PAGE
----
Visiting a variety of high school models was critical in shifting from an improvement process to an innovation process for developing the new vision of high school education. More than 50 Holyoke stakeholders (students, parents, community members, teachers, counselors, school leaders) completed more than 150 site visits to traditional public, charter, vocational, alternative, religious, and private high schools in New England and across the country. Our stakeholders were engaged as authentic learners and visionaries in the early stages. One design team member commented, “We can improve what we know, but it is extremely hard to do something different if we do not know what it looks like in action.” Another individual commented, “I’ve grown up as a student, teacher, and leader in Holyoke. This was my first visit to a school beyond our city in more than 35 years.” Visiting schools provided a point of comparison, interrupted the status quo, and helped establish a vision for what might be possible.
Student voice and participation matter.
Four sophomore students (two from each high school, intentionally representing a variety of student sub-group populations) were key leaders in our exploration process. We deliberately created space for student voice within meetings, often letting students have the final word. On school visits, the students were the first among their teams to see the differences and opportunities within the cultural and instructional models. While other team members may have hesitated, the students served as the strongest advocates for something new and different for Holyoke schools.
Student voice and participation matter. The students served as the strongest advocates for something new and different for Holyoke schools.
Protect the learning… there are many shiny bullets!
It is tempting to visit one school, be drawn to a particular program, and feel as though you have the “answer” to high school redesign. We encouraged our team members to attend at least two school visits in order to view multiple approaches and strategies in action. What initially might have seemed like “the answer” did not always persist to become part of the strategic plan; rather, it often guided further inquiry. Taking time to debrief, reflect, refocus, and extend the inquiry and learning was important in generating a bigger shared vision for change. The first solution might be the best, but others always need to be explored to confirm or challenge initial assumptions. Your true “answer” to high school redesign needs to be customized for your school and community, so learning from different models is key.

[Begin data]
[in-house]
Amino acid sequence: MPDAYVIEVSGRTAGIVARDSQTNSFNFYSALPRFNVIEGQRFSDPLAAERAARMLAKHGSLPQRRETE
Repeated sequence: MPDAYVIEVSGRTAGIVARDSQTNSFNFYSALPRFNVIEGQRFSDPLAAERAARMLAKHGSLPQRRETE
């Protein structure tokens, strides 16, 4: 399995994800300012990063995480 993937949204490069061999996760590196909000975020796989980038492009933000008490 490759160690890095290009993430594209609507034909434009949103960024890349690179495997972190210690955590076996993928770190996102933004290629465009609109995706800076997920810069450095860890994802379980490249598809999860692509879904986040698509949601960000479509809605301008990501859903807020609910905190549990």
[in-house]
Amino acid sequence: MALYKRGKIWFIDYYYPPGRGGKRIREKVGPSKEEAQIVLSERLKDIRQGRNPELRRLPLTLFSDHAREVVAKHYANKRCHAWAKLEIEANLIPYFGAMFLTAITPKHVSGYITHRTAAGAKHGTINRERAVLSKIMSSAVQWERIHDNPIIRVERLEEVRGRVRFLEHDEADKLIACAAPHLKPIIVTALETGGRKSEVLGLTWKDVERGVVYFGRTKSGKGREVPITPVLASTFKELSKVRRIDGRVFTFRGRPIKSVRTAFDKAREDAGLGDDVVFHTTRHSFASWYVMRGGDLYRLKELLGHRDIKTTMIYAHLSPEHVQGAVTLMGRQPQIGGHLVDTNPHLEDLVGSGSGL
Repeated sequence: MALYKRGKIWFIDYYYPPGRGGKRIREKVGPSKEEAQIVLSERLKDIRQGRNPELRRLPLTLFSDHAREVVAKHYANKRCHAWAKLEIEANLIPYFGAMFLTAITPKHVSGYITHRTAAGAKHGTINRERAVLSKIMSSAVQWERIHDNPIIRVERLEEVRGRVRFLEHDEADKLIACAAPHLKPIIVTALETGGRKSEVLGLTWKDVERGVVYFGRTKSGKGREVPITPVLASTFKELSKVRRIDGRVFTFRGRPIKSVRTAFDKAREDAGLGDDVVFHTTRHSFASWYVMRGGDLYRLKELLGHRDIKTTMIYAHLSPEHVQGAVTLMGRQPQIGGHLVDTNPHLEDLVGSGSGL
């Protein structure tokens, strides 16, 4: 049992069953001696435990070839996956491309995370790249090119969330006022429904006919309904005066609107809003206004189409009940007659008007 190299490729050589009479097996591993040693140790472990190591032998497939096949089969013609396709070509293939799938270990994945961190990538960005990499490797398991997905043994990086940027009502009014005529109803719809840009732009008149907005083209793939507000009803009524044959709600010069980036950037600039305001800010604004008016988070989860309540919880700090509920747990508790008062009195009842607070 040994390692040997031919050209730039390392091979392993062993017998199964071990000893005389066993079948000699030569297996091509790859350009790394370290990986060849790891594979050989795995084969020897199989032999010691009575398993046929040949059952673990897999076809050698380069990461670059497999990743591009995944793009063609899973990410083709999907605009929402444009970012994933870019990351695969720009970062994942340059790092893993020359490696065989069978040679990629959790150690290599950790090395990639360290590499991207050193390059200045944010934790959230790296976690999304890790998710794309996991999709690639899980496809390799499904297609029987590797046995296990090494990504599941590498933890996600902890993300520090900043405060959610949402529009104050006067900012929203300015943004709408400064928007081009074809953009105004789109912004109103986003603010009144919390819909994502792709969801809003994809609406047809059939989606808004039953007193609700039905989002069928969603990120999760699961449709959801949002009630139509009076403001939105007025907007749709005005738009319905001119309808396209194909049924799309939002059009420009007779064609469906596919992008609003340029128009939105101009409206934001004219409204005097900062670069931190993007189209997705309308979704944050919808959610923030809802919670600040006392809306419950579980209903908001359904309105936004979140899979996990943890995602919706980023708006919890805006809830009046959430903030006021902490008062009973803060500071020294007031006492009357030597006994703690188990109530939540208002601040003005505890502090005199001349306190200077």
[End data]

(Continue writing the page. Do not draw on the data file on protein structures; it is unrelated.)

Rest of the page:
Identify internal early adopters to lead the change.
Change is hard. In “Leading Change: Why Transformational Efforts Fail,” Kotter talks about the importance of building a coalition. This coalition has a “shared commitment and enough power to lead the change effort.” A dynamic superintendent or trusted principal isn’t sufficient to successfully implement a high school redesign process. Yes, of course, your leaders must be on board and be vocal champions. Yet, the true change comes at the classroom level from those educators closest to our students—who will learn and change their practice to meet the changing needs of our students. Who are your early adopters within the school who will be your vocal advocates for change and lead the change process? In Holyoke, we identified strong teacher leaders who had the respect of their peers, were veteran educators, had strong ties to the city, and who also saw the need for change.
As a result of our deep high school visioning process to date, we developed a strategic plan that calls for a set of theme-based academies that will provide numerous pathways for students to ignite motivation, interest, engagement, and learning. While I am proud of what we have accomplished to date, I also acknowledge that we have a great deal of work left to do. As we continue to plan and implement, our strategic plan continues to evolve. Our high school teachers and leaders, with partners, are now engaged in a planning process to define each academy and the structures and systems that will enable them to flourish.
High schools across the country need to rethink and reimagine the experience for students, so that our young people are energized about their own learning and prepared for whatever the futures holds for them. For those folks embarking on secondary redesign efforts, I applaud you. There is so much exploration and learning that can be done. Identify the “quick(er) wins” that you can implement early and well to build momentum. Begin planning early for more transformational and complicated efforts. Give yourselves permission to make mistakes and learn from them. But don’t take too long. Our students cannot wait for the “perfect” answer. Start soon, learn and adapt along the way, and continue to get better. You can do it. Best wishes to you, and please share your journey with us as well!
High schools across the country need to rethink and reimagine the experience for students. Tweet This
Explore the report below to learn more about Holyoke’s process for developing a new vision of high school.Published 11.09.2017